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Not for me. Not what I thought it would be. Read it and enjoy. There are good points. Not a spiritual shaman book.
1 of 4 people found this review helpful
Any additional comments?
Im very scientific minded, so this was pretty hard to take seriously at times. Its important to remember that the authors didnt just make this shit up, these are ideas that have been around for thousands of years. Sort of. I recognized a mixture of vedic, buddhist, and native american ideas. I would recommend listening to "The Spiritual Brain: Science and Religious Experience" as well as having a basic understanding of Jung first. That said, once you get past the fairies and unicorns there is some value here. There are some useful meditation techniques relying heavily on visualization and sound, something not learned so much with transcendental meditation. Remember that its been proven that by using meditation humans can change not only the way that they feel about themselves, but the actual chemical and physical structure of the brain. This coupled with documentation on the placebo effect and psychosomatic illness begs the question of wether our minds are being used to their full healing potential.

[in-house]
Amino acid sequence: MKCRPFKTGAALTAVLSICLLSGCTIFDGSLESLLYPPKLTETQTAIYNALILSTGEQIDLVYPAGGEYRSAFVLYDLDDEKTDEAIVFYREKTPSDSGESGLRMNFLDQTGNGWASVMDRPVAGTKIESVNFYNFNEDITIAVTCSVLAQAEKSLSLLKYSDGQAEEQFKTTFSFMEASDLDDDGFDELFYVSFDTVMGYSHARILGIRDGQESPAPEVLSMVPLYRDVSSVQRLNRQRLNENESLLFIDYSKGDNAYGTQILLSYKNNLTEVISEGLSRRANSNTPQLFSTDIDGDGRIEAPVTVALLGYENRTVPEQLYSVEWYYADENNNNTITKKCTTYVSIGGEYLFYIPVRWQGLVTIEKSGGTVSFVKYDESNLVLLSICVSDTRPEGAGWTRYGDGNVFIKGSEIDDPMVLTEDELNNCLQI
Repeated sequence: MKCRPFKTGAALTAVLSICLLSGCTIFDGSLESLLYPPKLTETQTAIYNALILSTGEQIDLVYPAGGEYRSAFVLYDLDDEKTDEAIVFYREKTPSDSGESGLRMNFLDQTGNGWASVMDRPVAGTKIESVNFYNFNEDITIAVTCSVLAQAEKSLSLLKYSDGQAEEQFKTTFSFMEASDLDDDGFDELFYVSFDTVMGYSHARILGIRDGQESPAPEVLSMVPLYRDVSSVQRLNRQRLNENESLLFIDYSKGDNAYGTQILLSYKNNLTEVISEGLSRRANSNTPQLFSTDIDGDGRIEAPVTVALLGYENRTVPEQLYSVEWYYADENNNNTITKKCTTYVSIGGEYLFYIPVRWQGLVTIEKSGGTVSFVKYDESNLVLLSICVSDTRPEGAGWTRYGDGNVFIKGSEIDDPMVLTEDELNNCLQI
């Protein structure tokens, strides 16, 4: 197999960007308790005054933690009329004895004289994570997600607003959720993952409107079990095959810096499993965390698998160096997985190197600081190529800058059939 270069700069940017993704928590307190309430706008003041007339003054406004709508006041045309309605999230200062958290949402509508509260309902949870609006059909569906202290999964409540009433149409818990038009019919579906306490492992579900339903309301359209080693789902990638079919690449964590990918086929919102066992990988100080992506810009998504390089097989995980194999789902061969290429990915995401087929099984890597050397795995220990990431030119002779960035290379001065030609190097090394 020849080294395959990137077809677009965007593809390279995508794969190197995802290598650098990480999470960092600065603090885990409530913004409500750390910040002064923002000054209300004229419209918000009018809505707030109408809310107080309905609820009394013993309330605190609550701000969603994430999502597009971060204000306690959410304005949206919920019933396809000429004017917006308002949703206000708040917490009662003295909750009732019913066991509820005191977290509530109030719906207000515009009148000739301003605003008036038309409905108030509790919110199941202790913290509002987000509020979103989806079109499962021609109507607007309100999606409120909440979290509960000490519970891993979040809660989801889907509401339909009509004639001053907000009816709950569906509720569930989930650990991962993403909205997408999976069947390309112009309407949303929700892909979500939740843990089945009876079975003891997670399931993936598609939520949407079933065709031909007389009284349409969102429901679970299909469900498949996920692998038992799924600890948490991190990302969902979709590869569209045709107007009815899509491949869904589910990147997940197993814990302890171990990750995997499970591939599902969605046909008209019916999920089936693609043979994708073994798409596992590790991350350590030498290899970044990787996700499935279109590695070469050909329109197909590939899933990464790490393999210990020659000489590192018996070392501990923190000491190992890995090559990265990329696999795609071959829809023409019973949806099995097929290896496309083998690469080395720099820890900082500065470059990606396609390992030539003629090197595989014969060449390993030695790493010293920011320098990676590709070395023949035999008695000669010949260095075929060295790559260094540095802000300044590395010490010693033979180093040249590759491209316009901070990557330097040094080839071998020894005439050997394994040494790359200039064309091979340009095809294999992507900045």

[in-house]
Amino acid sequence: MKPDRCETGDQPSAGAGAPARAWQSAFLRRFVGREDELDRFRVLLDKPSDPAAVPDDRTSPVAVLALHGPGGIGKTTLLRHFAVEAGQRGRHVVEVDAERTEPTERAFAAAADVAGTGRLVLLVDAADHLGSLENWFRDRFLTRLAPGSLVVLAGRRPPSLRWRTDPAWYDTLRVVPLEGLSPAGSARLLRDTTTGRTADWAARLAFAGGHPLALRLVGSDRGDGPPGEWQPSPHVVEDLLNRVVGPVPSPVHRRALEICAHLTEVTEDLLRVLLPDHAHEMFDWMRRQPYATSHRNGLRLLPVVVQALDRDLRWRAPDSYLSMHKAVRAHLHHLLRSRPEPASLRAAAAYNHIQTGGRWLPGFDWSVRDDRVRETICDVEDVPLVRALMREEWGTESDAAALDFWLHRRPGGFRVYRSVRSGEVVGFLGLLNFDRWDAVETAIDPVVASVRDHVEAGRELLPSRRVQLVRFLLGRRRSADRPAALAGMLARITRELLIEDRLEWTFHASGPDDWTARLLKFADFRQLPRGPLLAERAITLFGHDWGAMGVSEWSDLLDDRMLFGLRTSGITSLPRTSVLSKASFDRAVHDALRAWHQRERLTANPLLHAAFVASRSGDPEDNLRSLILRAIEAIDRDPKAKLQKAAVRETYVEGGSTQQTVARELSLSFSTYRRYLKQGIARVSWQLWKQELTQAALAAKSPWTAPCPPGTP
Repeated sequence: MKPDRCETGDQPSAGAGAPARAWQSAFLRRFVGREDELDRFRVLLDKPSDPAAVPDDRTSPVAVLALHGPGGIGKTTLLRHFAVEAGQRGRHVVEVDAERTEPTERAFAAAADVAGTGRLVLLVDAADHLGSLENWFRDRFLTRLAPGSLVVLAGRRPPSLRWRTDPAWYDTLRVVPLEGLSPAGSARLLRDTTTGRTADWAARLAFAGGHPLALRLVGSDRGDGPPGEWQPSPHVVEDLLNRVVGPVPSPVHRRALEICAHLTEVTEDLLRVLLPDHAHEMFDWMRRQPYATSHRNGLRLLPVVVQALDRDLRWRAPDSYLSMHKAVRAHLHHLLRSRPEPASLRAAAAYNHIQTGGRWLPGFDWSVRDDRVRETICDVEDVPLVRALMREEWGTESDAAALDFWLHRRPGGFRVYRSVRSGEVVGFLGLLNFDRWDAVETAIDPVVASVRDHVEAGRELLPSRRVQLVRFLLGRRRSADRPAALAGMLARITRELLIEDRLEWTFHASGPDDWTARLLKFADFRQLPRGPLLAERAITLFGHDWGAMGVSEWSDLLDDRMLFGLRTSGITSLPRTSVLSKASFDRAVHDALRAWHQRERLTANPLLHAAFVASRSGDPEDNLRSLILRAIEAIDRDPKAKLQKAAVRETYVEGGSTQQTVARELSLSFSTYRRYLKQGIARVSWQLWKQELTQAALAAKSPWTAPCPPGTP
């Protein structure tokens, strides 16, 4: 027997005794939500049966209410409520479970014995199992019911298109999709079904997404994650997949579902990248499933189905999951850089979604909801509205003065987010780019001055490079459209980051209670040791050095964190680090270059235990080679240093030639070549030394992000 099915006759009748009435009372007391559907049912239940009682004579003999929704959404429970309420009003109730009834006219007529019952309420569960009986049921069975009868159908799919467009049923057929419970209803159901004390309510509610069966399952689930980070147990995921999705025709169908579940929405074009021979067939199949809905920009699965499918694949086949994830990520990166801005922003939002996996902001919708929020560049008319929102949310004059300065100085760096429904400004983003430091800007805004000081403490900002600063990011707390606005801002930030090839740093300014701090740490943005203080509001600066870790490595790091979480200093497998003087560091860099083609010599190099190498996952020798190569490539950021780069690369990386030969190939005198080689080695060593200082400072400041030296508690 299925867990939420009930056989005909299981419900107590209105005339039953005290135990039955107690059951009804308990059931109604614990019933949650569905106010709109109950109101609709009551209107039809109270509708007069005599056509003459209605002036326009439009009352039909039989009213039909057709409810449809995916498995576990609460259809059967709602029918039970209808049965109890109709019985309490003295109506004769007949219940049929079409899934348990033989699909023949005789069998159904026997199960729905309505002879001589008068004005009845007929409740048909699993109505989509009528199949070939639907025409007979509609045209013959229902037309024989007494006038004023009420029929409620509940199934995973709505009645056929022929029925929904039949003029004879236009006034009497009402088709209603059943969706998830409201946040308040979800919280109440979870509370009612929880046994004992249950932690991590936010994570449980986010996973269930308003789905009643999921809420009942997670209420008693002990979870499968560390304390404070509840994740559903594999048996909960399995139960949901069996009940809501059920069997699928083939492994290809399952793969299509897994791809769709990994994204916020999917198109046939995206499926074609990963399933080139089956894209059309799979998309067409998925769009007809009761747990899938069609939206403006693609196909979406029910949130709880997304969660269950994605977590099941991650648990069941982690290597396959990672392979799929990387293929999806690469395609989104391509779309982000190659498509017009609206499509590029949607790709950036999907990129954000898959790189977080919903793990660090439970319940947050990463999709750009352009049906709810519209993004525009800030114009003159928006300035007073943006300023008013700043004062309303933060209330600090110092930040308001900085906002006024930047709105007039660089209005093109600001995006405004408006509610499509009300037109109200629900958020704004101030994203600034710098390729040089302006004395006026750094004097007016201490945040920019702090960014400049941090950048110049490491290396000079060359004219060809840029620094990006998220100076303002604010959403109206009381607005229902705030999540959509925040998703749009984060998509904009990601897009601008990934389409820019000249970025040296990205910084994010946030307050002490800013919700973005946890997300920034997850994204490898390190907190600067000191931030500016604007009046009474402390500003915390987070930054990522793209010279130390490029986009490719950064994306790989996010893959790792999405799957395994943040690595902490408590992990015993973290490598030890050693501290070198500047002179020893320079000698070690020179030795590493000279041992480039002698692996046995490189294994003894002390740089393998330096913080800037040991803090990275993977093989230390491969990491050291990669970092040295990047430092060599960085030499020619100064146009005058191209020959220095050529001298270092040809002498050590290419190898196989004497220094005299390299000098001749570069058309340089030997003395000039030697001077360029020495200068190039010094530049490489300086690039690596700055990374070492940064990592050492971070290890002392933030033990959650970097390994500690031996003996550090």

17 of 18 people found this review helpful
Where does Seeing in the Dark rank among all the audiobooks you’ve listened to so far?
I haven't heard much of it yet. The reader is so emotionally flat that I keep drifting off.
Who was your favorite character and why?
What does Janice Anderson bring to the story that you wouldn’t experience if you just read the book?
Nothing. The reader seems more concerned with her "professional" reader voice than conveying the depth of the text. She reads in a sing song, whispered, metered voice that, while it may sound good to the ear, is not moving the message. I'd rather read the book myself.
Was there a moment in the book that particularly moved you?
5 of 5 people found this review helpful